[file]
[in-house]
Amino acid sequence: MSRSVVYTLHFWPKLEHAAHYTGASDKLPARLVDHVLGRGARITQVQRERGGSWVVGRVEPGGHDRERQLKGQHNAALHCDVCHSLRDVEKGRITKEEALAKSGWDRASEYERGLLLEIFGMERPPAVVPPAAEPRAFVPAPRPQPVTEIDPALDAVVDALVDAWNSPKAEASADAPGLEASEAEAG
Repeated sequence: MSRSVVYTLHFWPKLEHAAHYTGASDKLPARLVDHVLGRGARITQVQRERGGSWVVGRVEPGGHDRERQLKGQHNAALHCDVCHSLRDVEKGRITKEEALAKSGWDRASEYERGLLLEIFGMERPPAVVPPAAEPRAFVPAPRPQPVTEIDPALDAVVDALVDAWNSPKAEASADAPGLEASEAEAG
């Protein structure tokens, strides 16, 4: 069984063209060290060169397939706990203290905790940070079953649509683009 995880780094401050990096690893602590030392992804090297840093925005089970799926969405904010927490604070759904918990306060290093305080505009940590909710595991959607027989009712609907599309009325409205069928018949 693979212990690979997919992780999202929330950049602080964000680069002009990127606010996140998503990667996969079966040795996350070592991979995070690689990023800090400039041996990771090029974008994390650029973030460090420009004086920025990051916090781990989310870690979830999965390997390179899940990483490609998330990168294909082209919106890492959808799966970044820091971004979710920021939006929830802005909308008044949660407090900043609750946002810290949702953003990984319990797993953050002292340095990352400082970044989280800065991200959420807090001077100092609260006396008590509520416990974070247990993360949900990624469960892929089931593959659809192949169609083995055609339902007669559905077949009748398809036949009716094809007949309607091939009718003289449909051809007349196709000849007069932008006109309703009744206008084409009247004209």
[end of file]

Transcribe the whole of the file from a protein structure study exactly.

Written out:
[in-house]
Amino acid sequence: MSRSVVYTLHFWPKLEHAAHYTGASDKLPARLVDHVLGRGARITQVQRERGGSWVVGRVEPGGHDRERQLKGQHNAALHCDVCHSLRDVEKGRITKEEALAKSGWDRASEYERGLLLEIFGMERPPAVVPPAAEPRAFVPAPRPQPVTEIDPALDAVVDALVDAWNSPKAEASADAPGLEASEAEAG
Repeated sequence: MSRSVVYTLHFWPKLEHAAHYTGASDKLPARLVDHVLGRGARITQVQRERGGSWVVGRVEPGGHDRERQLKGQHNAALHCDVCHSLRDVEKGRITKEEALAKSGWDRASEYERGLLLEIFGMERPPAVVPPAAEPRAFVPAPRPQPVTEIDPALDAVVDALVDAWNSPKAEASADAPGLEASEAEAG
């Protein structure tokens, strides 16, 4: 069984063209060290060169397939706990203290905790940070079953649509683009 995880780094401050990096690893602590030392992804090297840093925005089970799926969405904010927490604070759904918990306060290093305080505009940590909710595991959607027989009712609907599309009325409205069928018949 693979212990690979997919992780999202929330950049602080964000680069002009990127606010996140998503990667996969079966040795996350070592991979995070690689990023800090400039041996990771090029974008994390650029973030460090420009004086920025990051916090781990989310870690979830999965390997390179899940990483490609998330990168294909082209919106890492959808799966970044820091971004979710920021939006929830802005909308008044949660407090900043609750946002810290949702953003990984319990797993953050002292340095990352400082970044989280800065991200959420807090001077100092609260006396008590509520416990974070247990993360949900990624469960892929089931593959659809192949169609083995055609339902007669559905077949009748398809036949009716094809007949309607091939009718003289449909051809007349196709000849007069932008006109309703009744206008084409009247004209």